When all 32 teams have people in charge in the front office with the ability to operate and manipulate the system the NFL has in place, than every year we will see six teams battling for the Wild Card on the final weekend of football. We will likely see dominant teams for maybe two to three years instead of the run the Patriots, Cowboys, 49ers, and Steelers went on in their respective decades.

Football is always changing. There is talk of taking helmets out of the game. There is talk of adding two games into the regular season. NFL Commissioner Roger Goodell has made it pretty clear that he is going to put his own imprints on his era of leading the 32 franchises. It seems pretty clear that the NFL will not be expanding anytime soon. Los Angeles could be granted a franchise, but that would be most likely if a team relocated.

The issues in the locker room this past season in New England was something never seen during the Patriots run of this decade. Bill Belichick never had to send players home during a snowstorm for being late. It appears that a lot more went into the dismissals than just the reason of them all being late.

It never appeared that the cohesiveness between Brady and Moss was there this season. The running game has always been suspect. Lawrence Maroney has been in Bill Belichick's dog house throughout his short career. The ego-maniac that Belichick is has never let Maroney be the sole back in his offense.

Belichick's manner in which he treats the media is sad and has now become just annoying. His offspring of coaches have shown the same arrogance that Belichick has through his stint in New England. It's obvious that success breeds big heads and that entire organization is going to be something to watch over the next couple years during their difficult times.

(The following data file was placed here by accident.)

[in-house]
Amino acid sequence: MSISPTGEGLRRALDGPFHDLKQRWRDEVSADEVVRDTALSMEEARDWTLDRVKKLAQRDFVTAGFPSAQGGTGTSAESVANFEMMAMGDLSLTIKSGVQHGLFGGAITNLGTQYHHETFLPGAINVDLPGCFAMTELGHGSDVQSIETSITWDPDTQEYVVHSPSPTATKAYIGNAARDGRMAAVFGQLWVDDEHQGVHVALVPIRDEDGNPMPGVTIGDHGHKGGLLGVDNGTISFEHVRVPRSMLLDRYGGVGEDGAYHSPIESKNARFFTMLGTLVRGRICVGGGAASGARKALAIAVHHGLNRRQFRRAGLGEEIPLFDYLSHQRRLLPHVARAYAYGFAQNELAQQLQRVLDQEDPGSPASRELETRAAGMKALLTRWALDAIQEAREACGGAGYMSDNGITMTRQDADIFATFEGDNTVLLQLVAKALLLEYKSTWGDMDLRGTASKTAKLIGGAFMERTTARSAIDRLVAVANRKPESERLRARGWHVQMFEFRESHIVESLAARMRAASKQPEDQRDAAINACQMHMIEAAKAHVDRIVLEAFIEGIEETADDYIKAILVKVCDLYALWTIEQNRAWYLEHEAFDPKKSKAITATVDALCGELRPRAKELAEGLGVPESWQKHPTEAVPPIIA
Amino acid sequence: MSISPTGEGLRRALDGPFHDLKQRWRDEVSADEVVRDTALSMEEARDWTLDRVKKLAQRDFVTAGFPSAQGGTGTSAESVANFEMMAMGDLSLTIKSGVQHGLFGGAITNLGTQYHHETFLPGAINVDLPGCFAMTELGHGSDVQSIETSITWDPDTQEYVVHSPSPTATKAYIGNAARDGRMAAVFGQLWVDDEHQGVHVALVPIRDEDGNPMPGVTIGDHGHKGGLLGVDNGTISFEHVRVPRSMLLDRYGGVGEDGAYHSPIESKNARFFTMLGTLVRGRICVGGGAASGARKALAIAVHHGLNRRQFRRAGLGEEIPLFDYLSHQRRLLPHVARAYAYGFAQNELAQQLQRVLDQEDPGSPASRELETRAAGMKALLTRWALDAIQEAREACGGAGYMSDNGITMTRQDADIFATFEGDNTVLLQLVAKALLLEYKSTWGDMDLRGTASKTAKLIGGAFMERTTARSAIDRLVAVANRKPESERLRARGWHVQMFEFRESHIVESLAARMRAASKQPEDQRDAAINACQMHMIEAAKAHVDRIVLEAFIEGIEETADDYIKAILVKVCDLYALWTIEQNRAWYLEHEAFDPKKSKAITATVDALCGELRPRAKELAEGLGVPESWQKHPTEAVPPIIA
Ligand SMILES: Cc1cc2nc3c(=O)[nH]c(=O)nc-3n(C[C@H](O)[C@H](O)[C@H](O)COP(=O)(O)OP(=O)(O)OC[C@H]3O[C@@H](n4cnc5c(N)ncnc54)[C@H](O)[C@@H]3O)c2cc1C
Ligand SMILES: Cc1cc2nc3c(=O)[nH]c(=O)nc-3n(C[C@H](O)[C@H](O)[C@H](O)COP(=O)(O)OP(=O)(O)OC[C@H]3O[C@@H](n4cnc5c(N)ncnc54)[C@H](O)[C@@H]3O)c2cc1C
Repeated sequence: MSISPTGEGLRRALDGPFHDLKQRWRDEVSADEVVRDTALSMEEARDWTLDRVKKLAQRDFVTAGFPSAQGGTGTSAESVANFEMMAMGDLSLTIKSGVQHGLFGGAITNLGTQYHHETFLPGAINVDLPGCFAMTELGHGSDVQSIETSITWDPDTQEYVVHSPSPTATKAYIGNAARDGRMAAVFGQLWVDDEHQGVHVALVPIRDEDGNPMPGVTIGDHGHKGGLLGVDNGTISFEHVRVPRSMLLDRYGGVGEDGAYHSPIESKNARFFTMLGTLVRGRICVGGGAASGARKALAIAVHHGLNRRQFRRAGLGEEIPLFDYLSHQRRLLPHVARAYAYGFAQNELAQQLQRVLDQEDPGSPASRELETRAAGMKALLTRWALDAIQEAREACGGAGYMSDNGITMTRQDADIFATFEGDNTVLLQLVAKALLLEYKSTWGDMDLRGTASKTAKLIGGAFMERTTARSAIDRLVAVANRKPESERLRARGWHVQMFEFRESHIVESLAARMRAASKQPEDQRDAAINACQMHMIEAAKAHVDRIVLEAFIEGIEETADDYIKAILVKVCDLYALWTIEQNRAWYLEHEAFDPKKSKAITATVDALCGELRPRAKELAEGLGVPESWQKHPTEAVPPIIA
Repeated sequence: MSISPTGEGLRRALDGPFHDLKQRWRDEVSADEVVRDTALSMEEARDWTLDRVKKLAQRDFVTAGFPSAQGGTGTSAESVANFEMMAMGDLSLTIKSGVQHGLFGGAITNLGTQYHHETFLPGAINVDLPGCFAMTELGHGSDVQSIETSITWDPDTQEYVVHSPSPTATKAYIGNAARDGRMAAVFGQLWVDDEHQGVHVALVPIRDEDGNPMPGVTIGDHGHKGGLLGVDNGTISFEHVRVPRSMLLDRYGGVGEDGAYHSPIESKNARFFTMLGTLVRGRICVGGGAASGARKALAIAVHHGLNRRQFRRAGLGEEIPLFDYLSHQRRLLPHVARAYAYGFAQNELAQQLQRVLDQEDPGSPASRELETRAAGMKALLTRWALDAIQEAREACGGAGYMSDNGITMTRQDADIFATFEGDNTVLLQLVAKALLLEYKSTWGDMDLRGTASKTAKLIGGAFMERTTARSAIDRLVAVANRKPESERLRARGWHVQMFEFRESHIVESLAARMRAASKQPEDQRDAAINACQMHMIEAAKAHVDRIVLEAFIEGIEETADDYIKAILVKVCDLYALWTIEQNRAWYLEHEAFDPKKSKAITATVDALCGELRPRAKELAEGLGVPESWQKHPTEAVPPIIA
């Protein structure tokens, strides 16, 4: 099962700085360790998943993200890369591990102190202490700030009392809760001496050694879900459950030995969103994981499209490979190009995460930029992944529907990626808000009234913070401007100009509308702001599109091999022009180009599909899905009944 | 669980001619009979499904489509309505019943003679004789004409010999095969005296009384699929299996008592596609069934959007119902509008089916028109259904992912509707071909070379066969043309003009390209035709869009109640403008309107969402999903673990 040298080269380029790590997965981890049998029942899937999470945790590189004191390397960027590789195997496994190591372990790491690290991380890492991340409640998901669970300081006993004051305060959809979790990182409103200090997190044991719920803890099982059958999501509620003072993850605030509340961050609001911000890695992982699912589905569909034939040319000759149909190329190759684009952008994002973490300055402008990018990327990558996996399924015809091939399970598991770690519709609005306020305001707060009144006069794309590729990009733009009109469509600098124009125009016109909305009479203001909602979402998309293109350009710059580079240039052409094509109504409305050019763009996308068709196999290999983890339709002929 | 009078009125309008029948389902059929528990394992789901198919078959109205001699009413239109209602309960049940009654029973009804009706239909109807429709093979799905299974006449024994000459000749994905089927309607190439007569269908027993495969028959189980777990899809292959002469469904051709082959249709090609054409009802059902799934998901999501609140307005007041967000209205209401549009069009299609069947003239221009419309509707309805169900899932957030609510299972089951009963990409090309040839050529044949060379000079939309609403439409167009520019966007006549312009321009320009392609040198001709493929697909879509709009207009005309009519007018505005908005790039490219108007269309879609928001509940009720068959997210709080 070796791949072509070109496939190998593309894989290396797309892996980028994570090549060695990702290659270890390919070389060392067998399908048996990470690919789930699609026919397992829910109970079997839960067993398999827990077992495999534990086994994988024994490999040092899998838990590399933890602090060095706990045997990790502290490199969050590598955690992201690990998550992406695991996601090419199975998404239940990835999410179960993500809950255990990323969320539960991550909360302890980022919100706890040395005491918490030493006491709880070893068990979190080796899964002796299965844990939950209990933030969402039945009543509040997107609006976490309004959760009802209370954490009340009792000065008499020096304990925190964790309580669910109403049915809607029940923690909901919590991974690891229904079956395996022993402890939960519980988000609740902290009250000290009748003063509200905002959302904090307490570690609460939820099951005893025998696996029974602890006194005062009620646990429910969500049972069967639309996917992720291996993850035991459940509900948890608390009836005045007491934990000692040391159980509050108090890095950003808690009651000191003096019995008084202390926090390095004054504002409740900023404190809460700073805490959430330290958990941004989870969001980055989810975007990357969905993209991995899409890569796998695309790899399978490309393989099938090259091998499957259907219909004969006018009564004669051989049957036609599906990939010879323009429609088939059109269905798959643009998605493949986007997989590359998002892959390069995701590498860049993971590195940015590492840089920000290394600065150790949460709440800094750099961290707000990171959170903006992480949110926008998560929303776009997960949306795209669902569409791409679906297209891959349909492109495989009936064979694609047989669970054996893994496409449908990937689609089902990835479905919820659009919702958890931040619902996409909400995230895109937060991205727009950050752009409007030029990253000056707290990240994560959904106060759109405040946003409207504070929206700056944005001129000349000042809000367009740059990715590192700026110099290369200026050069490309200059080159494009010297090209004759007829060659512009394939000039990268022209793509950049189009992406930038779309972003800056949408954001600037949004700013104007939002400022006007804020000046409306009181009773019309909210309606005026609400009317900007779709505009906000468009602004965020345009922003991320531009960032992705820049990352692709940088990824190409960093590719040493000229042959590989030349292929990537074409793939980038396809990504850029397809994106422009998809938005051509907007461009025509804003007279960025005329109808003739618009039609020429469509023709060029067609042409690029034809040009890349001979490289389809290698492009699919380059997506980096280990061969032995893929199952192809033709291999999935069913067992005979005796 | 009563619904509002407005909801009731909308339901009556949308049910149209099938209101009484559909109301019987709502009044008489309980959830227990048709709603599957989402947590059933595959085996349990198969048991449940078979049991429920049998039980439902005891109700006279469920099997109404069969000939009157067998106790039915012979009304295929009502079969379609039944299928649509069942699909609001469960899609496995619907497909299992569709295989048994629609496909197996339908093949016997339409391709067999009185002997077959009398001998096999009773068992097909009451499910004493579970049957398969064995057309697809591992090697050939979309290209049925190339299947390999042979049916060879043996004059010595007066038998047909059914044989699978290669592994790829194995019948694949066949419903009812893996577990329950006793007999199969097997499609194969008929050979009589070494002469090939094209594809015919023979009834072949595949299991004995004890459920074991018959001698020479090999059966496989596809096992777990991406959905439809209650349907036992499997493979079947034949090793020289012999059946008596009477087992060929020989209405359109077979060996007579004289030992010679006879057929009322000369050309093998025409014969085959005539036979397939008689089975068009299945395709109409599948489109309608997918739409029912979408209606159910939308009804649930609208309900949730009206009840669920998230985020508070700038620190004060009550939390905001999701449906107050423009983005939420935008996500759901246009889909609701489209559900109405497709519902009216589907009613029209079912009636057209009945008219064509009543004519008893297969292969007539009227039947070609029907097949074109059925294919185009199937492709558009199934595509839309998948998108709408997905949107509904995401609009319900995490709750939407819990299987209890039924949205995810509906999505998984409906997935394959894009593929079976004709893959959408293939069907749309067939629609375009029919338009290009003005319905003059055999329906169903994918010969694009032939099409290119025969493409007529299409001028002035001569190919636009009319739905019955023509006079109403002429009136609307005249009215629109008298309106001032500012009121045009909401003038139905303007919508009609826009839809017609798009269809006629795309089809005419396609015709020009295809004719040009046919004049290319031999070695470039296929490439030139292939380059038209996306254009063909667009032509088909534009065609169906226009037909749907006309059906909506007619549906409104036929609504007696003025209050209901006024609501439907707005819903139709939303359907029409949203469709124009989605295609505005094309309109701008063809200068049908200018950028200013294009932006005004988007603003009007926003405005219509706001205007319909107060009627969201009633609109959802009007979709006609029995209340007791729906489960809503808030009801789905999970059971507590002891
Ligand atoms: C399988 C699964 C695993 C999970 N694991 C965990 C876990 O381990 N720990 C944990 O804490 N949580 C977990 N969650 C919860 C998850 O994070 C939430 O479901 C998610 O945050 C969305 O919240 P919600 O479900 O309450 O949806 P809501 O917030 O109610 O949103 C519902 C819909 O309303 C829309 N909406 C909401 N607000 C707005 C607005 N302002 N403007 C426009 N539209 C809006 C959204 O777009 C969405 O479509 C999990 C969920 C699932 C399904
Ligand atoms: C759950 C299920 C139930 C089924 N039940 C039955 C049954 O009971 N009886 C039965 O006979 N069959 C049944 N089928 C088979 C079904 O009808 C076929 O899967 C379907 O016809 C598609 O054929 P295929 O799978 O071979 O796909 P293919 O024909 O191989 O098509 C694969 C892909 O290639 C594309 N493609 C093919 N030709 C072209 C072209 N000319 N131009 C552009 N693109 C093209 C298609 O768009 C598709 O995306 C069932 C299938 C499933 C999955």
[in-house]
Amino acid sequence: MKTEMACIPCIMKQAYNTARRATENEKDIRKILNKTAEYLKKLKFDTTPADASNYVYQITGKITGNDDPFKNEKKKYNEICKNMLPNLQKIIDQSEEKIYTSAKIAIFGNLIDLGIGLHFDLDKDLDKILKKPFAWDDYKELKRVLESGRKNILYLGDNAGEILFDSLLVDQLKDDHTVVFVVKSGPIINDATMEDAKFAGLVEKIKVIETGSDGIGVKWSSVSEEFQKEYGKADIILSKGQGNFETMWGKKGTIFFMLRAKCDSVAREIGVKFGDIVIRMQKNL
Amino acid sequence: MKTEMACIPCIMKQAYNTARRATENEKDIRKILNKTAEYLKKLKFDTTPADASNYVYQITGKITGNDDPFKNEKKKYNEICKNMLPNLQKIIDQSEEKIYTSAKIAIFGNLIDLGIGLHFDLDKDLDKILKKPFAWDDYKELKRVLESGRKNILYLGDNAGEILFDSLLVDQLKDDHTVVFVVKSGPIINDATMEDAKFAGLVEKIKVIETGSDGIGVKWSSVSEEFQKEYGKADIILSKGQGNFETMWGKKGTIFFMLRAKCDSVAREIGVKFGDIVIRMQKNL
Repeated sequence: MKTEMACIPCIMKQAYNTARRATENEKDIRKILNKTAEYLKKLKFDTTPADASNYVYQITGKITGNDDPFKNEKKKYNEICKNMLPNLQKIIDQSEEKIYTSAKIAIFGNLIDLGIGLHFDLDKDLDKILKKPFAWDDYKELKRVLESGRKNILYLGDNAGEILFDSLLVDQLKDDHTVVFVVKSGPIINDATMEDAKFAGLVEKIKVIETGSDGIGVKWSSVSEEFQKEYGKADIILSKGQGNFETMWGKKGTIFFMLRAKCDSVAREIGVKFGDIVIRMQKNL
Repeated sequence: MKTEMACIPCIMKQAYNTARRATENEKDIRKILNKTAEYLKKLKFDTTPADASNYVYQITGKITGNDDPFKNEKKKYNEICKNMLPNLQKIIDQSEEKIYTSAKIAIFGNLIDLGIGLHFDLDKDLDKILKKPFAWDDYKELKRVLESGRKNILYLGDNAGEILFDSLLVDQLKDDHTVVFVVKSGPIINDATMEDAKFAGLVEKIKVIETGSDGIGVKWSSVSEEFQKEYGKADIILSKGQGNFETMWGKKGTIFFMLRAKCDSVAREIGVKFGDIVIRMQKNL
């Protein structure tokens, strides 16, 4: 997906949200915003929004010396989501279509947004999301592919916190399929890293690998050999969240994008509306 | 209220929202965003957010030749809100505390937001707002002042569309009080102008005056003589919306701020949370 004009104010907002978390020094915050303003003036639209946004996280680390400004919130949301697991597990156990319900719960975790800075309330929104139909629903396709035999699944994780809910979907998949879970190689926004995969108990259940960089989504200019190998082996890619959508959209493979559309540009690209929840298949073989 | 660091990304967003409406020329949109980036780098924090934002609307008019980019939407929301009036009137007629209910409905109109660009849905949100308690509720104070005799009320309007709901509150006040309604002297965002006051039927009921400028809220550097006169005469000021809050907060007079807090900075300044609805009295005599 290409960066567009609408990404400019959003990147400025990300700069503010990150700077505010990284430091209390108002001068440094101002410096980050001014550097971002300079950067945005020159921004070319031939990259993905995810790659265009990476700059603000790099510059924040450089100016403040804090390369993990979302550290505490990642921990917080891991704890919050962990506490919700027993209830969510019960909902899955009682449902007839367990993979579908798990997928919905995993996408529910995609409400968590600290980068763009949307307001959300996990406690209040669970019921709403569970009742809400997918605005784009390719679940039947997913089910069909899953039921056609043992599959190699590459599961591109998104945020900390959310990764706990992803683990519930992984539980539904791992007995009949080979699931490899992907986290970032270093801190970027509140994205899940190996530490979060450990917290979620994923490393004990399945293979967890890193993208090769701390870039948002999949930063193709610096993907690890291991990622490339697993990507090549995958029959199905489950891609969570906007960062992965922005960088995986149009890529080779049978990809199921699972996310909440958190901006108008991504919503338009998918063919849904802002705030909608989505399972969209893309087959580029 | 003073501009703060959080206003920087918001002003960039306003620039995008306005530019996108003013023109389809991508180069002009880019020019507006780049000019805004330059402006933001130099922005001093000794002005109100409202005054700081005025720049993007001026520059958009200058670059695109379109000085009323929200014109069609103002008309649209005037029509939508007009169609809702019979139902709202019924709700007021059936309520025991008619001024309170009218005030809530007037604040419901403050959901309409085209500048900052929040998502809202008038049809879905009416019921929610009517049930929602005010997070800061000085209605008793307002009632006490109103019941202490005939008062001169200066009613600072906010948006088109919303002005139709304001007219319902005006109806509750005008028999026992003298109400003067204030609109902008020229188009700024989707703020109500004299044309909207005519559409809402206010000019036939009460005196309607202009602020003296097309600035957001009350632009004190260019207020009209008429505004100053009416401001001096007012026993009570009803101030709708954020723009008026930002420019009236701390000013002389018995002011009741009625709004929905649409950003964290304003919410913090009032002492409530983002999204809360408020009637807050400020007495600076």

Josh McDaniels has been a sad mirror-image of Belichick in Denver, and his ego cost the Broncos a shot at the playoffs on multiple occasions. Eric Mangini, Charlie Weis, and Romeo Crennel have proved that the Bill Belichick tree of coaches may just be average at best.

Was it a decade of lucky coaching and great quarterbacking by Brady? Was it a decade of mediocre football by the rest of the NFL? We will never know the exact answer, but that lucky call by the referees against the Oakland Raiders in the snowstorm that started this mayhem could be the sole reason behind all of their big egos.

The infamous tuck rule was established by the lucky Patriots. The undefeated, arrogant, dominant 18-0 Patriots lost in the Super Bowl. Their other Super Bowl victories came against Terrell Owens-less Eagles team and they needed an MVP performance by Tom Brady.

Is it possible that Bill Belichick is not that good of a coach? Is it possible Tom Brady is the only reason they have three Super Bowls? We'll find out in the next couple years how good of a coach 'Capt. Hoody' really is.